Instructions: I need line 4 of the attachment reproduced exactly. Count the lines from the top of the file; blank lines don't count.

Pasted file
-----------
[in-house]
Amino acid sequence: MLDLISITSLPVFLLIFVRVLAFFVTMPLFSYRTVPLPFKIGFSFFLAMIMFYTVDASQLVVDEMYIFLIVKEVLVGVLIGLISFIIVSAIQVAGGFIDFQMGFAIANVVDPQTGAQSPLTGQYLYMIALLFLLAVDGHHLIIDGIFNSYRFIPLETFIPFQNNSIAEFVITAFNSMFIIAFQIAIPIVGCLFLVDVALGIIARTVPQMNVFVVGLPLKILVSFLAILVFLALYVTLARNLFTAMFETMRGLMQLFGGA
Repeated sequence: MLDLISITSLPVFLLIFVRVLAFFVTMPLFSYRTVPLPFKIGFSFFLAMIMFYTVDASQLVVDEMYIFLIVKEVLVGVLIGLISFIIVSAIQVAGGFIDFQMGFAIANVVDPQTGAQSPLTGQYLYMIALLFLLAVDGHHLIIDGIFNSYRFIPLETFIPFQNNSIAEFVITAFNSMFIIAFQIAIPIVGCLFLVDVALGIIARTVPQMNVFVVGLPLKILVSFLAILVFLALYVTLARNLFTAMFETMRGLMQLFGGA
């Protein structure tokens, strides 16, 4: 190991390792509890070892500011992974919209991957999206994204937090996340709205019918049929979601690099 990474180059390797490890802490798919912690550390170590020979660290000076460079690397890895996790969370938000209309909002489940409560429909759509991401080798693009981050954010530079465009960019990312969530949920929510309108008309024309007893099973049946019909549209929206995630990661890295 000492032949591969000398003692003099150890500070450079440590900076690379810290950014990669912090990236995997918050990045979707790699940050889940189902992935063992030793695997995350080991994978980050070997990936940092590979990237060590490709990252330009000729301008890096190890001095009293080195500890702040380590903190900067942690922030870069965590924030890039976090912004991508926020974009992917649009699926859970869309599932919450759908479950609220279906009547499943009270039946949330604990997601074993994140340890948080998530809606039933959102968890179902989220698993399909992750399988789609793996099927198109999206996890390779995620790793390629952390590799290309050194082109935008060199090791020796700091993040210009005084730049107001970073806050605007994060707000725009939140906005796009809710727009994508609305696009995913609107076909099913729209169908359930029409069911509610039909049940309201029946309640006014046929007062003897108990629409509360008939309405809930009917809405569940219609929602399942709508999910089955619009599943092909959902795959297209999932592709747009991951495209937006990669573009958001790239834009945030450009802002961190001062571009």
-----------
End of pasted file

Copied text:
């Protein structure tokens, strides 16, 4: 190991390792509890070892500011992974919209991957999206994204937090996340709205019918049929979601690099 990474180059390797490890802490798919912690550390170590020979660290000076460079690397890895996790969370938000209309909002489940409560429909759509991401080798693009981050954010530079465009960019990312969530949920929510309108008309024309007893099973049946019909549209929206995630990661890295 000492032949591969000398003692003099150890500070450079440590900076690379810290950014990669912090990236995997918050990045979707790699940050889940189902992935063992030793695997995350080991994978980050070997990936940092590979990237060590490709990252330009000729301008890096190890001095009293080195500890702040380590903190900067942690922030870069965590924030890039976090912004991508926020974009992917649009699926859970869309599932919450759908479950609220279906009547499943009270039946949330604990997601074993994140340890948080998530809606039933959102968890179902989220698993399909992750399988789609793996099927198109999206996890390779995620790793390629952390590799290309050194082109935008060199090791020796700091993040210009005084730049107001970073806050605007994060707000725009939140906005796009809710727009994508609305696009995913609107076909099913729209169908359930029409069911509610039909049940309201029946309640006014046929007062003897108990629409509360008939309405809930009917809405569940219609929602399942709508999910089955619009599943092909959902795959297209999932592709747009991951495209937006990669573009958001790239834009945030450009802002961190001062571009």